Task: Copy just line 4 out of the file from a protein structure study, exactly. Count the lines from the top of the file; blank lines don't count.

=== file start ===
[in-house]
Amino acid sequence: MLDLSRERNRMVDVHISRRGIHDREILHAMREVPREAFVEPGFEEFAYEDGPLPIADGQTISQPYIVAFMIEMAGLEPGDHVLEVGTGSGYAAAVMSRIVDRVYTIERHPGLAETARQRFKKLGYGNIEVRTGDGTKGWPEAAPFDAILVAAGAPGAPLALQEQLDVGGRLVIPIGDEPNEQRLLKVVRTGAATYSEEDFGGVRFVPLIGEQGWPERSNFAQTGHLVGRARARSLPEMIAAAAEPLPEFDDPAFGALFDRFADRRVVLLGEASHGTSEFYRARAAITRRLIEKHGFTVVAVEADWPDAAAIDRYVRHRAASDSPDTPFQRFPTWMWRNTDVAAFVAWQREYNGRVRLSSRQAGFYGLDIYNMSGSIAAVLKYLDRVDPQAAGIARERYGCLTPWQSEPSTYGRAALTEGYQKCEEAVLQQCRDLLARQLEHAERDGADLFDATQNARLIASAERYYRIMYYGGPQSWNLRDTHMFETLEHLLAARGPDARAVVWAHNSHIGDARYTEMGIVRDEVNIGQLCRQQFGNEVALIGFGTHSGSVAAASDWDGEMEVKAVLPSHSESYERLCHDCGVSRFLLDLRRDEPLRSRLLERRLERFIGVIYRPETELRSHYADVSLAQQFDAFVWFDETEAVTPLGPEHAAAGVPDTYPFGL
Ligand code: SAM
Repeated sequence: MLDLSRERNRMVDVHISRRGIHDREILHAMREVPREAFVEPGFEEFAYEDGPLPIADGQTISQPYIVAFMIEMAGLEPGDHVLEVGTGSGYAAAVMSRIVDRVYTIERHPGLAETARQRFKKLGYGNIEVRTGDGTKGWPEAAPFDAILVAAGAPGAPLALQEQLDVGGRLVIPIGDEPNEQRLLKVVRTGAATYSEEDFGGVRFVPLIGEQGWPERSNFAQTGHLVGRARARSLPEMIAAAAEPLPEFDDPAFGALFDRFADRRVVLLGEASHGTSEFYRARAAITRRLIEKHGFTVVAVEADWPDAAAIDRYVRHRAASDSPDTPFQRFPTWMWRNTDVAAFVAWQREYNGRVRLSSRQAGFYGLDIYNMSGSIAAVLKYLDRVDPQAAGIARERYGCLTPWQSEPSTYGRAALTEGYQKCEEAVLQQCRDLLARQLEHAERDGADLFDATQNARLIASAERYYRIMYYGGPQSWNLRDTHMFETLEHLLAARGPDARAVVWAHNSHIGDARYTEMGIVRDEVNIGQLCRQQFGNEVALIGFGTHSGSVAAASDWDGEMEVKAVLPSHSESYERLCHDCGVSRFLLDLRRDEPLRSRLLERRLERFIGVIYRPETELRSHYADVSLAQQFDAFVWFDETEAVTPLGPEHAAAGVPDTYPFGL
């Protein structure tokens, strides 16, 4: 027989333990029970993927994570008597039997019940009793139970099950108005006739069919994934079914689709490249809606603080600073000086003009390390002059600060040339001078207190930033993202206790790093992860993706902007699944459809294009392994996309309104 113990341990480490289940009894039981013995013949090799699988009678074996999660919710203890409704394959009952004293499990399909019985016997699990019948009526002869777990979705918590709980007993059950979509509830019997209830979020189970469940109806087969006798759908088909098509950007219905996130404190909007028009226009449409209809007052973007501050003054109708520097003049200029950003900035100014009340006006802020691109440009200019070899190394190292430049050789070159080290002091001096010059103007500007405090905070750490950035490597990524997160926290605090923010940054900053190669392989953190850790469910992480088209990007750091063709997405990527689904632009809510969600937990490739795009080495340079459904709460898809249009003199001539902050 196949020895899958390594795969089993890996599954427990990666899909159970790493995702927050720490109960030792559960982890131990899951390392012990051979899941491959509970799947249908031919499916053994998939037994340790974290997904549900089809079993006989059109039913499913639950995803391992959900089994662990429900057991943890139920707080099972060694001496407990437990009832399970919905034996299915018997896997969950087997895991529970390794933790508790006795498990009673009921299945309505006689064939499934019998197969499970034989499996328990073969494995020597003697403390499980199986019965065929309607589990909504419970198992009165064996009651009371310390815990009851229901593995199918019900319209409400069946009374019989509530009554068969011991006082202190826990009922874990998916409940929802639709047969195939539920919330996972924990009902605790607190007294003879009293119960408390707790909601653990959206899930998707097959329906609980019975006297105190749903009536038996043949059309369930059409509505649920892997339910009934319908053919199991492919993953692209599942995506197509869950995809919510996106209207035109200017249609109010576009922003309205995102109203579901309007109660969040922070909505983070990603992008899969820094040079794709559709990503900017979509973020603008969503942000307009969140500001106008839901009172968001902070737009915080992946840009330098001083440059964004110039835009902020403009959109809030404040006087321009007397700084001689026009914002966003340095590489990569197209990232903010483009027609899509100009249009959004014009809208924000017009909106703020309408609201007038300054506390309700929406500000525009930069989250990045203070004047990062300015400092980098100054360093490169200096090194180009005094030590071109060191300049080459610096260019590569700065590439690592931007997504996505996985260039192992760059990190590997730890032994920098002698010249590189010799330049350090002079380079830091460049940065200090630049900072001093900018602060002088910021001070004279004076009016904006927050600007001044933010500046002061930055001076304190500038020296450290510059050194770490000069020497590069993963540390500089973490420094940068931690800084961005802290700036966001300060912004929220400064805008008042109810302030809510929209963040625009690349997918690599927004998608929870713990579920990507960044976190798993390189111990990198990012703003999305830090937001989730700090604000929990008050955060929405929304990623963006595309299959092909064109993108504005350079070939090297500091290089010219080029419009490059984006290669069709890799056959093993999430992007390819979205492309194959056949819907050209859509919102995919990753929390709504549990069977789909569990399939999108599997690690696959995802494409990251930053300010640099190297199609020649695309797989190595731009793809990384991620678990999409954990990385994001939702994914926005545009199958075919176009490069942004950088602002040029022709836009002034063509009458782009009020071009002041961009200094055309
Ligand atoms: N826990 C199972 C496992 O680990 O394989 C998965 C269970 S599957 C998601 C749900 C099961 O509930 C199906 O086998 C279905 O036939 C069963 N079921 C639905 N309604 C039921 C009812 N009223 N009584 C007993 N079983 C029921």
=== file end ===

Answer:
Repeated sequence: MLDLSRERNRMVDVHISRRGIHDREILHAMREVPREAFVEPGFEEFAYEDGPLPIADGQTISQPYIVAFMIEMAGLEPGDHVLEVGTGSGYAAAVMSRIVDRVYTIERHPGLAETARQRFKKLGYGNIEVRTGDGTKGWPEAAPFDAILVAAGAPGAPLALQEQLDVGGRLVIPIGDEPNEQRLLKVVRTGAATYSEEDFGGVRFVPLIGEQGWPERSNFAQTGHLVGRARARSLPEMIAAAAEPLPEFDDPAFGALFDRFADRRVVLLGEASHGTSEFYRARAAITRRLIEKHGFTVVAVEADWPDAAAIDRYVRHRAASDSPDTPFQRFPTWMWRNTDVAAFVAWQREYNGRVRLSSRQAGFYGLDIYNMSGSIAAVLKYLDRVDPQAAGIARERYGCLTPWQSEPSTYGRAALTEGYQKCEEAVLQQCRDLLARQLEHAERDGADLFDATQNARLIASAERYYRIMYYGGPQSWNLRDTHMFETLEHLLAARGPDARAVVWAHNSHIGDARYTEMGIVRDEVNIGQLCRQQFGNEVALIGFGTHSGSVAAASDWDGEMEVKAVLPSHSESYERLCHDCGVSRFLLDLRRDEPLRSRLLERRLERFIGVIYRPETELRSHYADVSLAQQFDAFVWFDETEAVTPLGPEHAAAGVPDTYPFGL